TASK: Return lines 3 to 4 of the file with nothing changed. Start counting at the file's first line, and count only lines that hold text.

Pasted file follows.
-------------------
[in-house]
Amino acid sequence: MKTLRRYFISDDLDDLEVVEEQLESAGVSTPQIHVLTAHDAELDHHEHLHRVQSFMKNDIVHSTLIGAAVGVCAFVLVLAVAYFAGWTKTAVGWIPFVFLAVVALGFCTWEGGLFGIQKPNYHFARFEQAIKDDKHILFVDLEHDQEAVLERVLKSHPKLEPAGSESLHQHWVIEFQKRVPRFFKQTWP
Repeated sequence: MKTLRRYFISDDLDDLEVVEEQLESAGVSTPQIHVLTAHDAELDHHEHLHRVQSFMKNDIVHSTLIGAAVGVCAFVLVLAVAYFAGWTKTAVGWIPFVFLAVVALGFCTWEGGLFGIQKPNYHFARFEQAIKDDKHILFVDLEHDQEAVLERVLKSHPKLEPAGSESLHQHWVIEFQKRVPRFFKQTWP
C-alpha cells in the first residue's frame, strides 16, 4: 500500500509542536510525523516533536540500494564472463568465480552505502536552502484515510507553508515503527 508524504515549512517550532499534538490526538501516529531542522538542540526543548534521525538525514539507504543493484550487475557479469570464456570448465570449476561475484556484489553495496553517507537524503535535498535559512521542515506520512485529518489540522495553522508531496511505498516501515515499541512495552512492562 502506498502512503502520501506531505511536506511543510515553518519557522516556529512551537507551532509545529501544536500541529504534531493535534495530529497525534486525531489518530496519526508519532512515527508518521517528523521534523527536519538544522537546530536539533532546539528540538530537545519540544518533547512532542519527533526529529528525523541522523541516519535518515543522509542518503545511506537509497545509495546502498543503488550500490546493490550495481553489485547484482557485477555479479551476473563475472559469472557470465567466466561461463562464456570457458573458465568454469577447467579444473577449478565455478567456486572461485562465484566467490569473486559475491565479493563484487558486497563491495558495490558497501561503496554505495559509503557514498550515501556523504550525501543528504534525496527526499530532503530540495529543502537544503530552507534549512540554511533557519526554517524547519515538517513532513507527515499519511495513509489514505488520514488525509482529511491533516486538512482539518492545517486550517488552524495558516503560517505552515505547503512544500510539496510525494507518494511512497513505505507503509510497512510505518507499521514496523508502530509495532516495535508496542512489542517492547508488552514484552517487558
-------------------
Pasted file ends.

Repeated sequence: MKTLRRYFISDDLDDLEVVEEQLESAGVSTPQIHVLTAHDAELDHHEHLHRVQSFMKNDIVHSTLIGAAVGVCAFVLVLAVAYFAGWTKTAVGWIPFVFLAVVALGFCTWEGGLFGIQKPNYHFARFEQAIKDDKHILFVDLEHDQEAVLERVLKSHPKLEPAGSESLHQHWVIEFQKRVPRFFKQTWP
C-alpha cells in the first residue's frame, strides 16, 4: 500500500509542536510525523516533536540500494564472463568465480552505502536552502484515510507553508515503527 508524504515549512517550532499534538490526538501516529531542522538542540526543548534521525538525514539507504543493484550487475557479469570464456570448465570449476561475484556484489553495496553517507537524503535535498535559512521542515506520512485529518489540522495553522508531496511505498516501515515499541512495552512492562 502506498502512503502520501506531505511536506511543510515553518519557522516556529512551537507551532509545529501544536500541529504534531493535534495530529497525534486525531489518530496519526508519532512515527508518521517528523521534523527536519538544522537546530536539533532546539528540538530537545519540544518533547512532542519527533526529529528525523541522523541516519535518515543522509542518503545511506537509497545509495546502498543503488550500490546493490550495481553489485547484482557485477555479479551476473563475472559469472557470465567466466561461463562464456570457458573458465568454469577447467579444473577449478565455478567456486572461485562465484566467490569473486559475491565479493563484487558486497563491495558495490558497501561503496554505495559509503557514498550515501556523504550525501543528504534525496527526499530532503530540495529543502537544503530552507534549512540554511533557519526554517524547519515538517513532513507527515499519511495513509489514505488520514488525509482529511491533516486538512482539518492545517486550517488552524495558516503560517505552515505547503512544500510539496510525494507518494511512497513505505507503509510497512510505518507499521514496523508502530509495532516495535508496542512489542517492547508488552514484552517487558